I know what you're thinking. Well, maybe I don't, but here's my best guess: A four-wheeled vehicle on RideApart? What gives? What gives is that sometimes in life you need support. In this case we are going to build an adventure spec chase rig that can carry supplies, people, and equipment as far as a motorcycle can. The difference is it can carry more.

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Adventure motorcycle riding is my second favorite past time (no second guesses as to the first). The down fall to that passion is the inability to share it with family. My wife and my kids can't ride pillion on back country trails, and none of them currently ride. So there's a need for a vehicle to get them to where I want to go.

This is where Project Overland comes in. We're going to take a 2015 Jeep Wrangler Unlimited Rubicon Hard Rock and turn it into a trail vehicle. One that can go almost anywhere off the asphalt, but can still grab groceries, eat up highway miles when needed, and return decent fuel economy.

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Hopefully, we will get some sponsors on board to make this work! In the meantime, here's a review of the Jeep Rubicon Hard Rock with some comparison to the standard Rubicon.

Special edition vehicles are always interesting. While they often are simply a status symbol in the luxury and sports car markets, in the off road segment they try to add functionality.

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Starting in 2013, Jeep created a more off road capable special edition with the 10A package. This was to celebrate the 10th Anniversary of the Rubicon and had limited numbers and serialization plaques. Realizing they had created a money maker they continued the same specifications, but now called it the Rubicon X for 2014. 2015 rolls around and there's another name change but the same package—the Rubicon Hard Rock.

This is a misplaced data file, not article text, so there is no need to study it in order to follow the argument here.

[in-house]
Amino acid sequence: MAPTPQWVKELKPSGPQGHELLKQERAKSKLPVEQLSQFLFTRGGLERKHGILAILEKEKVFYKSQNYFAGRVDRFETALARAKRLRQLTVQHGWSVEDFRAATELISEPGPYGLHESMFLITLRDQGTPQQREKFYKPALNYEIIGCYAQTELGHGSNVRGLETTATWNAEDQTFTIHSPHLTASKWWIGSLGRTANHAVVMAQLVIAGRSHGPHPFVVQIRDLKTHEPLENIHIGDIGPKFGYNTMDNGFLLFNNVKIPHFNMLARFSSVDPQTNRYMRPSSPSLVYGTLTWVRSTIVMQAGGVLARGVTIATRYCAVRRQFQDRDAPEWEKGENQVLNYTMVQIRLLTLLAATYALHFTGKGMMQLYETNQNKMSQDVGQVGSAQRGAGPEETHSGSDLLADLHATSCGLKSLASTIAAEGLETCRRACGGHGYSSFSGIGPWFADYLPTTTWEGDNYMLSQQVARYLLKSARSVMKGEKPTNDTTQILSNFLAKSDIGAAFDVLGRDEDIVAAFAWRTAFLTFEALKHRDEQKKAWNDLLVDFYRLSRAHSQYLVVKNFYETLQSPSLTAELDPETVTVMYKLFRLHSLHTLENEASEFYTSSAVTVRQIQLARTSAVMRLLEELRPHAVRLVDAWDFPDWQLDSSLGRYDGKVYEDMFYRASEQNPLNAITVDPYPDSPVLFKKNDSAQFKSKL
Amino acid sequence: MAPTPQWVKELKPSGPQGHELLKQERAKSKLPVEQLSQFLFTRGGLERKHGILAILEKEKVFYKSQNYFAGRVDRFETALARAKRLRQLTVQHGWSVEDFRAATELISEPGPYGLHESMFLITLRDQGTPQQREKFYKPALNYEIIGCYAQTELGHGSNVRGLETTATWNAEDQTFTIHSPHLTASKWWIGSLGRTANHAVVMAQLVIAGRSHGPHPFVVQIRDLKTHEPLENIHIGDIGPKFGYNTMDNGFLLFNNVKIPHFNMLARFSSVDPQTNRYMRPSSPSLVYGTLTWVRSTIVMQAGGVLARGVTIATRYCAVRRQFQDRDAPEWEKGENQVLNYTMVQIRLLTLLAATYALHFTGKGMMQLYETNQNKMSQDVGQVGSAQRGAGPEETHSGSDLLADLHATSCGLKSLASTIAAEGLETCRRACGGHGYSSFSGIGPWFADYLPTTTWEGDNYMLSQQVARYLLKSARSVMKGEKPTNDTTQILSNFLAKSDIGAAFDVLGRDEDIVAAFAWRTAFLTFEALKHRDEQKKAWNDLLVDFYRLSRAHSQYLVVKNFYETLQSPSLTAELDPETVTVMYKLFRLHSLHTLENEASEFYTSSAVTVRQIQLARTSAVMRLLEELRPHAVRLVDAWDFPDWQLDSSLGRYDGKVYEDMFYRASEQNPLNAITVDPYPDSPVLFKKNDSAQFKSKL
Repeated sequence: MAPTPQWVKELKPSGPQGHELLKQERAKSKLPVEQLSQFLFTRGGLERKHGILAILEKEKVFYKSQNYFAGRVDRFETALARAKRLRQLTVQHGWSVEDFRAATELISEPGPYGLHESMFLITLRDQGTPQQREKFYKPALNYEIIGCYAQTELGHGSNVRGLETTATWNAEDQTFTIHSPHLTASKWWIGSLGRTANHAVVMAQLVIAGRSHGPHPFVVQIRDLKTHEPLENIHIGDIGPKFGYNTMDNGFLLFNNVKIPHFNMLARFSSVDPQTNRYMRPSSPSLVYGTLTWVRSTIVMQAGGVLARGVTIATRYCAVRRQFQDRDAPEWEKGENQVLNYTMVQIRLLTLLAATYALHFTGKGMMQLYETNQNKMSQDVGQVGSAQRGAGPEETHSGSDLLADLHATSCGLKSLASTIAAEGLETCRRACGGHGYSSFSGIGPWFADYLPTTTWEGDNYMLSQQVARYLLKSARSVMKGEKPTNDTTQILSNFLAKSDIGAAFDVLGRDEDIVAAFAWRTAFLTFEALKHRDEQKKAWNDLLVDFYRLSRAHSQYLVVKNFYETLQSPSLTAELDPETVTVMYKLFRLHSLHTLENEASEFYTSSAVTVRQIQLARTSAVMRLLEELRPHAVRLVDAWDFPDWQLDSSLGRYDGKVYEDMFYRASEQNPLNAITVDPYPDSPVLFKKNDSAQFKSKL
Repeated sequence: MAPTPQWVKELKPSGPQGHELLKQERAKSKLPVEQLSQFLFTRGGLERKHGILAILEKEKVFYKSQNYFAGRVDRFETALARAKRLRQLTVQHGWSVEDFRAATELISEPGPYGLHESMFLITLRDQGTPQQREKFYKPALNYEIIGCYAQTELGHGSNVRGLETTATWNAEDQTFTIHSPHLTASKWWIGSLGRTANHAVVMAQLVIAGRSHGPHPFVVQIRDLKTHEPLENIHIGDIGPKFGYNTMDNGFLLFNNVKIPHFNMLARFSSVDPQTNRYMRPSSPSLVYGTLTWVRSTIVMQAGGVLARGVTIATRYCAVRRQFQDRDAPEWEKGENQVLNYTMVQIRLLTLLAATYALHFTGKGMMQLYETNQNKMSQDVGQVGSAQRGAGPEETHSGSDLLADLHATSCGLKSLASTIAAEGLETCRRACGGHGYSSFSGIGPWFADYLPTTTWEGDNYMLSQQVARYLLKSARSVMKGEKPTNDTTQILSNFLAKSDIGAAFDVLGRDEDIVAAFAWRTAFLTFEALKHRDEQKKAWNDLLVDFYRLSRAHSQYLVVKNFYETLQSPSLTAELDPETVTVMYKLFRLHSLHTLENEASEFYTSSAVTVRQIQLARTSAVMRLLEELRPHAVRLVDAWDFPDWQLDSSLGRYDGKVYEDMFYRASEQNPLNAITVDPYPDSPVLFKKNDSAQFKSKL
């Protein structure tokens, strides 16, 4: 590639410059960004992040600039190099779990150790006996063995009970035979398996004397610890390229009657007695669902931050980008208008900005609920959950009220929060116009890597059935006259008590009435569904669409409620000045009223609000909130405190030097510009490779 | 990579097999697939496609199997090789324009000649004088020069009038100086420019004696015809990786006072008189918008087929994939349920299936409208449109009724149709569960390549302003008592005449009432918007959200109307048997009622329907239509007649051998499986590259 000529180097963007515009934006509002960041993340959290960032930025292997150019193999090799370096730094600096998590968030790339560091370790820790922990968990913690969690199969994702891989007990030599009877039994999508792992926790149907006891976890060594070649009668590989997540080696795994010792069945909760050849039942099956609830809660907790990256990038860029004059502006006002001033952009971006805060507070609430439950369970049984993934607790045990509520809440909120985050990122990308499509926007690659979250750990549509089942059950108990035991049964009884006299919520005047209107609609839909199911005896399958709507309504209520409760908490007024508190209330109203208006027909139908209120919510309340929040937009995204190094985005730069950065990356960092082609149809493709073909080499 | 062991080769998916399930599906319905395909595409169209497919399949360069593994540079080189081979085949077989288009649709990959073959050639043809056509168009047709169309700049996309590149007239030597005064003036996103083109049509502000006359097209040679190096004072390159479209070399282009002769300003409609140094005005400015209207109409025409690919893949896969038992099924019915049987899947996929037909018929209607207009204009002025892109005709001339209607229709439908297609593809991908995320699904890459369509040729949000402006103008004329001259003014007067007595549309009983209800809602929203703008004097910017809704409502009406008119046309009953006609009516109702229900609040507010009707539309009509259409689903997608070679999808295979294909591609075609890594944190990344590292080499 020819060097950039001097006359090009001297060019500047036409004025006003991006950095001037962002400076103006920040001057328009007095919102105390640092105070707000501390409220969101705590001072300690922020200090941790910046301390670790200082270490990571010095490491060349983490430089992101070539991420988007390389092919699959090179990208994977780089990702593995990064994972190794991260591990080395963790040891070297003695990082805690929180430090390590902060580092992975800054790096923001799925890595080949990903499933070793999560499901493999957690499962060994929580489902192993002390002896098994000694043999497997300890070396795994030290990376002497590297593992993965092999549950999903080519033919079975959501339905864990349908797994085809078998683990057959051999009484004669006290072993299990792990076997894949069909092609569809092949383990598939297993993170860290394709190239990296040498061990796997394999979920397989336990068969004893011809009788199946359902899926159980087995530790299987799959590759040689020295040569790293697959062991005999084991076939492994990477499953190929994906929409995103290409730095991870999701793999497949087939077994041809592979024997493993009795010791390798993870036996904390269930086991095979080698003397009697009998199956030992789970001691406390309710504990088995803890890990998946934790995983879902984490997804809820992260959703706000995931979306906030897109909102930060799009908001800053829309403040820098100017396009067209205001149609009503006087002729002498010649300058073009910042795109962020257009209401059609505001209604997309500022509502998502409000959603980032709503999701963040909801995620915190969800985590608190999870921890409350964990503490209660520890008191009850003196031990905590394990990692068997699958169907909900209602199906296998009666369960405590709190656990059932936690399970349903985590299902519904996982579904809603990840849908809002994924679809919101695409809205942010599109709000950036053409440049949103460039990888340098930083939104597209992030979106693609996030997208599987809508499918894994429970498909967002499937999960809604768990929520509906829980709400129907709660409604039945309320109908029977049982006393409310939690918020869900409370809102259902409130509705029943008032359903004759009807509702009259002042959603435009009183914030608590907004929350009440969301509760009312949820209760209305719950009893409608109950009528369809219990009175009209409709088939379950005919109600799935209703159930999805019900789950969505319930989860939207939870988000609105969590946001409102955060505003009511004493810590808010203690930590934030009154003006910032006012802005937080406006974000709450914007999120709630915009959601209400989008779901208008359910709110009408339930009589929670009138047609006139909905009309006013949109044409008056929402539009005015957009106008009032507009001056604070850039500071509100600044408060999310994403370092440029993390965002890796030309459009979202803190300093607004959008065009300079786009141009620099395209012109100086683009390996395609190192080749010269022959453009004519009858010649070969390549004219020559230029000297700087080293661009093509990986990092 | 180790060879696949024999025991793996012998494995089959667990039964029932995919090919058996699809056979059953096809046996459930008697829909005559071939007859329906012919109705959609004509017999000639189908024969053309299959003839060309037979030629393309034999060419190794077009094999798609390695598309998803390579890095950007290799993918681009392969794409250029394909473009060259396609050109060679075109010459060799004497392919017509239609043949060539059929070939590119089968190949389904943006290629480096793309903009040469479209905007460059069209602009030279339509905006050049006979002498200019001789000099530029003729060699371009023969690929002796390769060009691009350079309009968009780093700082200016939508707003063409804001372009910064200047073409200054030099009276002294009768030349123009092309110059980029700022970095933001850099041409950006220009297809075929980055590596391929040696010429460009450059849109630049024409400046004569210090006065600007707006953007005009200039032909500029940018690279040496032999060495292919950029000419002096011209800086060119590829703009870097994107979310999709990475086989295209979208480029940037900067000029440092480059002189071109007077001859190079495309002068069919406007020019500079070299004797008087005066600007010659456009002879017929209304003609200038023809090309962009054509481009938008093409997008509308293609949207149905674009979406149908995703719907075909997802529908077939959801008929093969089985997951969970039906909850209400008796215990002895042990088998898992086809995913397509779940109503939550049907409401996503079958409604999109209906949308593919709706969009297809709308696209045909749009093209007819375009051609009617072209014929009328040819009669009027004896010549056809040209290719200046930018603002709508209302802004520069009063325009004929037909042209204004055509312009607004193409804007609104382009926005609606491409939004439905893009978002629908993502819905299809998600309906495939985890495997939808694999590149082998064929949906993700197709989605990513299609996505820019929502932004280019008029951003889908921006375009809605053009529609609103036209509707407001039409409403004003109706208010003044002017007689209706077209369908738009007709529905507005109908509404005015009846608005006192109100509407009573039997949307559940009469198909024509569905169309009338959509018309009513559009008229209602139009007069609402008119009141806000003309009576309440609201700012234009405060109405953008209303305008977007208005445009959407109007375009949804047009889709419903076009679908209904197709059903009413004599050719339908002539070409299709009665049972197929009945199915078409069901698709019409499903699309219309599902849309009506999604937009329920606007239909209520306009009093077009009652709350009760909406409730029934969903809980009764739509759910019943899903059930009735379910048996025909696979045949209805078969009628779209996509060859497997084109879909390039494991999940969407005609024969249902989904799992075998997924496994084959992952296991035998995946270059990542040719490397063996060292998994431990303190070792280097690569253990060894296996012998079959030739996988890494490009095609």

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What do you get for your money?

Well, first you take the already ridiculously capable Rubicon and add an AEV designed steel front and rear bumpers. Almost everything else is the same. There are some stitching changes, color differences, the top is the Premium Sun Rider versus the standard top, and the Hard Rock comes standard with leather seats. You also get access to the Premium EVIC computer system, connectivity and bluetooth, which is standard. The Hard Rock also lists a slightly higher ground clearance. Not sure why as they are identical equipment, but it is also three inches taller with the soft top installed.

Is it worth your money?

That's a hard question to answer. If the feature differences appeal to you then yes it certainly is. Optioning the standard Rubicon to match would get you to almost the same MSRP, but without the bumpers. (Rubicon with options is $39,570 versus Hard Rock at $39,495.) When you look at it in context you get a free bumper and the heat reduction hood upgrade. Recently shopping for these items cost anywhere between $1000 to $2000 for a decent set of bumpers.

What is the plan?

With a new 2015 Hard Rock in hand we're going to turn this daily driver into a trail worthy rig that can still do daily duty as a grocery-getter. It needs to maintain good MPG for longer trips and be self sufficient enough to get out of most tough spots. From there, we will look to make it camping friendly as well. There's nothing quite like exploring the great outdoors and then sleeping under the stars.


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